Tax break for Sandy victims approved
At a special town board meeting, Huntington officials unanimously approved adopting a local law that will give a onetime tax break to homeowners whose property was severely damaged in superstorm Sandy.
Earlier this year the, state enacted the Superstorm Sandy Assessment Relief Act. It says municipalities can elect and adopt a law that grants assessment relief to those impacted and grant them a rebate of their taxes based on a formula established by the state. The basis of the formula will use the amount of damage as a scale to determine the rebate.
“There were people with significant losses who could not use their homes for extended periods of time,” said town Supervisor Frank Petrone after the special meeting Friday. “What this resolution does is provide a tax rebate because they didn’t have use of their home. It’s only fair.”
The town had until Friday to adopt a town law. Petrone says he estimates about 400 homeowners are eligible for the rebate.
Because the town’s assessment for taxes for 2012 was done before Sandy, even though the homes were unusable, property owners who experienced substantial damage to their homes were still required to pay their normal property tax bill in 2013. -- Deborah S. Morris
Late chief financial officer to be honored
A small group will gather Tuesday at the new gazebo in front of Riverhead Town Hall to honor Jack Hansen, the town’s former chief financial officer, who died in 2006.
The gazebo was paid for and purchased by the town’s Labor-Management Committee for $1,000 in Hansen’s honor, and it has just been decorated with holiday lights. His wife, Denise, and daughter, Lisa, are expected to be at the 2 p.m. dedication ceremony.
The gazebo stands on an 8-foot-diameter octagonal concrete pad, and is used in good weather to perform outdoor weddings. The town performs about 100 weddings a year.
Hansen was first hired in 1976, and retired in 2006, the same year he died.
-- Mitchell Freedman
Parking permit renewals OK at train station
Westbury rail commuters can once again renew their parking permits this week at the Westbury train station.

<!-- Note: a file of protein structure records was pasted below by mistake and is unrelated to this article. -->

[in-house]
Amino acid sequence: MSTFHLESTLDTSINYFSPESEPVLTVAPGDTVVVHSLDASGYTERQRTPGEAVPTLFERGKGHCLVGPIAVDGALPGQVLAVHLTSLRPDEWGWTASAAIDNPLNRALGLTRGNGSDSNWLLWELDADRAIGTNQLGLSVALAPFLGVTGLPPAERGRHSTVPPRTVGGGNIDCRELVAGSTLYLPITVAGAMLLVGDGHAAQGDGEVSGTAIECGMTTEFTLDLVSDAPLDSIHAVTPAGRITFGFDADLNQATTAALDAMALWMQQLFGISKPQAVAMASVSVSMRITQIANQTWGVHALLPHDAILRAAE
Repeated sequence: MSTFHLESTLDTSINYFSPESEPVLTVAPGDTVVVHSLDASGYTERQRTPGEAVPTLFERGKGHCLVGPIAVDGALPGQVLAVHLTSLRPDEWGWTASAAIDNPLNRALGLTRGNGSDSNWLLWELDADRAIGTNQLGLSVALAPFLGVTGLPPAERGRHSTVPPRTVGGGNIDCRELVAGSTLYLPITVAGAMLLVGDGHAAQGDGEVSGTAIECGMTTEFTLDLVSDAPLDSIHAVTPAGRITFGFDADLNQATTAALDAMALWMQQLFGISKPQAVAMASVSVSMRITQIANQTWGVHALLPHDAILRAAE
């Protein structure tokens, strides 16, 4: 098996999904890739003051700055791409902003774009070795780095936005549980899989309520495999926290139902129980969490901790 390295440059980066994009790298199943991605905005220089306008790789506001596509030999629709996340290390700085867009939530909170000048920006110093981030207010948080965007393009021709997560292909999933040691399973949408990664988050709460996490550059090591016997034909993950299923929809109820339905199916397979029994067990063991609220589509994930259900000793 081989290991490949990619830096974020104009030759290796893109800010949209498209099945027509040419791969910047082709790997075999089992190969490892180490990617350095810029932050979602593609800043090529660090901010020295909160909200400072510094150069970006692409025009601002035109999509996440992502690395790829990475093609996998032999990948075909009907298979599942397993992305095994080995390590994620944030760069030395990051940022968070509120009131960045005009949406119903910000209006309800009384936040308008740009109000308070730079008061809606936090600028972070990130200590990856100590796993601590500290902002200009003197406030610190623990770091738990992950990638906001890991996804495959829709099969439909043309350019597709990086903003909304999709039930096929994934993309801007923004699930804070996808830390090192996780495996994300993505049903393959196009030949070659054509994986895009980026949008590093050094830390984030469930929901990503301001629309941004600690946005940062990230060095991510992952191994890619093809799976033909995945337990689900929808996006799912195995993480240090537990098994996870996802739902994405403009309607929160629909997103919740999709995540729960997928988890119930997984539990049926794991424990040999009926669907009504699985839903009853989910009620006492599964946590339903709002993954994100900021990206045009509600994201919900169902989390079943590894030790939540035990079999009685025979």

The village will handle renewal requests at the station, on Union and Post avenues. Commuters can renew expiring parking permits Wednesday between 6:30 and 8:30 a.m.
Commuters can also come to Village Hall, 235 Lincoln Place. It will be open Saturday between 10 a.m. and 1 p.m. and Thursday, from 4:30 to 7 p.m.
Residents can also renew their permits by mail or stopping by village hall, during regular business hours.
Residents are asked to bring a copy of a valid vehicle registration, and a check made payable to the Village of Westbury. For residents, the yearly fee is $65, and for nonresidents, $300. -- Scott Eidler
Shelter available for county’s homeless
Nassau County has activated its “Warmbed Emergency Winter Shelter Program,” in an effort to keep homeless people off the streets on cold winter nights.
No one “should have to spend nights in the freezing cold when they can call the Nassau County hotline and be placed in a warm shelter right away,” County Executive Edward Mangano, said in a news release. “Homeless people “calling the hotline will be connected immediately to a person who can help them get out of the cold and obtain the services they need to restart their lives. Help is really just a phone call away.”
The program launched on Nov. 27 and will run through March 31, but if winter conditions persist beyond that date, the program “will continue until warmer weather arrives,” Mangano said.
Those seeking shelter are asked to call the county’s Warmbed hotline at 866-927-6233. The program will operate daily.
Department of Social Services workers will refer callers to shelters. Once placed, social service workers and the county’s Office of Housing & Community Development will also provide homeless residents with resources to apply for permanent housing.
Mangano said homeless veterans who use the hotline will be assisted separately by the Nassau County Veterans Services Agency. -- Laura Figueroa